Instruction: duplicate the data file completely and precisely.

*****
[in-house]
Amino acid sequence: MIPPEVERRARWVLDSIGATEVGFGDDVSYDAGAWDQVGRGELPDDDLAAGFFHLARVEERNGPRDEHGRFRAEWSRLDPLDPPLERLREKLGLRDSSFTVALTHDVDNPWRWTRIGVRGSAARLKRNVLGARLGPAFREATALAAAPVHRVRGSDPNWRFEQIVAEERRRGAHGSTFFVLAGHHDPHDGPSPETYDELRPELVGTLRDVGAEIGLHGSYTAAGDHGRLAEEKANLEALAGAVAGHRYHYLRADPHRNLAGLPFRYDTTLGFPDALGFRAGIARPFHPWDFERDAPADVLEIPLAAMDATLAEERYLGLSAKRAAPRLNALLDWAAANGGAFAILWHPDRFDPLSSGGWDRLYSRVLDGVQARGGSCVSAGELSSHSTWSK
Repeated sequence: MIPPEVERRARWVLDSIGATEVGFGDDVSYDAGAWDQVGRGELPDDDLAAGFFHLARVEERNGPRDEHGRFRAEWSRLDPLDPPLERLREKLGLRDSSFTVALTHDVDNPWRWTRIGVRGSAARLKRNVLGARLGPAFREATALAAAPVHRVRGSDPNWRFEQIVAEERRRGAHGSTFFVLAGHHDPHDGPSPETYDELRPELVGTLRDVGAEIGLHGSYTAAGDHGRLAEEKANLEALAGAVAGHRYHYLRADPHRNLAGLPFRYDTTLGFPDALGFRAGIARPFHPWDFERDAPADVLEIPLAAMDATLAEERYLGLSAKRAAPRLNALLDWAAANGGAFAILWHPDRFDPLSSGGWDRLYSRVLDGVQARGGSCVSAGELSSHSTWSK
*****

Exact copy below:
[in-house]
Amino acid sequence: MIPPEVERRARWVLDSIGATEVGFGDDVSYDAGAWDQVGRGELPDDDLAAGFFHLARVEERNGPRDEHGRFRAEWSRLDPLDPPLERLREKLGLRDSSFTVALTHDVDNPWRWTRIGVRGSAARLKRNVLGARLGPAFREATALAAAPVHRVRGSDPNWRFEQIVAEERRRGAHGSTFFVLAGHHDPHDGPSPETYDELRPELVGTLRDVGAEIGLHGSYTAAGDHGRLAEEKANLEALAGAVAGHRYHYLRADPHRNLAGLPFRYDTTLGFPDALGFRAGIARPFHPWDFERDAPADVLEIPLAAMDATLAEERYLGLSAKRAAPRLNALLDWAAANGGAFAILWHPDRFDPLSSGGWDRLYSRVLDGVQARGGSCVSAGELSSHSTWSK
Repeated sequence: MIPPEVERRARWVLDSIGATEVGFGDDVSYDAGAWDQVGRGELPDDDLAAGFFHLARVEERNGPRDEHGRFRAEWSRLDPLDPPLERLREKLGLRDSSFTVALTHDVDNPWRWTRIGVRGSAARLKRNVLGARLGPAFREATALAAAPVHRVRGSDPNWRFEQIVAEERRRGAHGSTFFVLAGHHDPHDGPSPETYDELRPELVGTLRDVGAEIGLHGSYTAAGDHGRLAEEKANLEALAGAVAGHRYHYLRADPHRNLAGLPFRYDTTLGFPDALGFRAGIARPFHPWDFERDAPADVLEIPLAAMDATLAEERYLGLSAKRAAPRLNALLDWAAANGGAFAILWHPDRFDPLSSGGWDRLYSRVLDGVQARGGSCVSAGELSSHSTWSK